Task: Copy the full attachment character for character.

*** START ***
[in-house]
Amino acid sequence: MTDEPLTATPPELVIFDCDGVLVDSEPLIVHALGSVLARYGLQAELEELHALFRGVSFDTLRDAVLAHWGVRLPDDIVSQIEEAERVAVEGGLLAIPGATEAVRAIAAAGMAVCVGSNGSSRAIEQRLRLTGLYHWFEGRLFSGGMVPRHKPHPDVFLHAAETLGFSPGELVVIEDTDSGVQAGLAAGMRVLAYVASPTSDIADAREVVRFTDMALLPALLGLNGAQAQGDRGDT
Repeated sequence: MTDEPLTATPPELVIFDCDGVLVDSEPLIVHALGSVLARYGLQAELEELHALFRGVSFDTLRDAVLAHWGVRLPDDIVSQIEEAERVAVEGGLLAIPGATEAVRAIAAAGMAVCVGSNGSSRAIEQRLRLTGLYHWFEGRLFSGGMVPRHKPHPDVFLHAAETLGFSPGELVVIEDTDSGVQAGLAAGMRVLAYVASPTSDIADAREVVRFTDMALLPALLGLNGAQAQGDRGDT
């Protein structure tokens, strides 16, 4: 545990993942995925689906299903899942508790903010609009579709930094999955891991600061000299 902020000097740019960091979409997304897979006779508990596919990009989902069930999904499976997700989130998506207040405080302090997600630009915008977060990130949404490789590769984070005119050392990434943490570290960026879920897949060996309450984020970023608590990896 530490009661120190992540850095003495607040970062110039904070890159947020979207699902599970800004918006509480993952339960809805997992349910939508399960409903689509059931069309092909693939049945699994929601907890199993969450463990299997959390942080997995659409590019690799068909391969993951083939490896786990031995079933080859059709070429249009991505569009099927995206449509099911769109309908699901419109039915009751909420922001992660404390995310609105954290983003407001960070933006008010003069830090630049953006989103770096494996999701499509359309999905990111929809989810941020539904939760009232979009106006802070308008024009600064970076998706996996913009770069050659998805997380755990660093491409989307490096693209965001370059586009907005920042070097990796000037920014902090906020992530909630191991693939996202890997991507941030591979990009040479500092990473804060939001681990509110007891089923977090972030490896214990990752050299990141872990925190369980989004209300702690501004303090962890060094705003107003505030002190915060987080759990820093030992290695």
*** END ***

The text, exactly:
[in-house]
Amino acid sequence: MTDEPLTATPPELVIFDCDGVLVDSEPLIVHALGSVLARYGLQAELEELHALFRGVSFDTLRDAVLAHWGVRLPDDIVSQIEEAERVAVEGGLLAIPGATEAVRAIAAAGMAVCVGSNGSSRAIEQRLRLTGLYHWFEGRLFSGGMVPRHKPHPDVFLHAAETLGFSPGELVVIEDTDSGVQAGLAAGMRVLAYVASPTSDIADAREVVRFTDMALLPALLGLNGAQAQGDRGDT
Repeated sequence: MTDEPLTATPPELVIFDCDGVLVDSEPLIVHALGSVLARYGLQAELEELHALFRGVSFDTLRDAVLAHWGVRLPDDIVSQIEEAERVAVEGGLLAIPGATEAVRAIAAAGMAVCVGSNGSSRAIEQRLRLTGLYHWFEGRLFSGGMVPRHKPHPDVFLHAAETLGFSPGELVVIEDTDSGVQAGLAAGMRVLAYVASPTSDIADAREVVRFTDMALLPALLGLNGAQAQGDRGDT
């Protein structure tokens, strides 16, 4: 545990993942995925689906299903899942508790903010609009579709930094999955891991600061000299 902020000097740019960091979409997304897979006779508990596919990009989902069930999904499976997700989130998506207040405080302090997600630009915008977060990130949404490789590769984070005119050392990434943490570290960026879920897949060996309450984020970023608590990896 530490009661120190992540850095003495607040970062110039904070890159947020979207699902599970800004918006509480993952339960809805997992349910939508399960409903689509059931069309092909693939049945699994929601907890199993969450463990299997959390942080997995659409590019690799068909391969993951083939490896786990031995079933080859059709070429249009991505569009099927995206449509099911769109309908699901419109039915009751909420922001992660404390995310609105954290983003407001960070933006008010003069830090630049953006989103770096494996999701499509359309999905990111929809989810941020539904939760009232979009106006802070308008024009600064970076998706996996913009770069050659998805997380755990660093491409989307490096693209965001370059586009907005920042070097990796000037920014902090906020992530909630191991693939996202890997991507941030591979990009040479500092990473804060939001681990509110007891089923977090972030490896214990990752050299990141872990925190369980989004209300702690501004303090962890060094705003107003505030002190915060987080759990820093030992290695």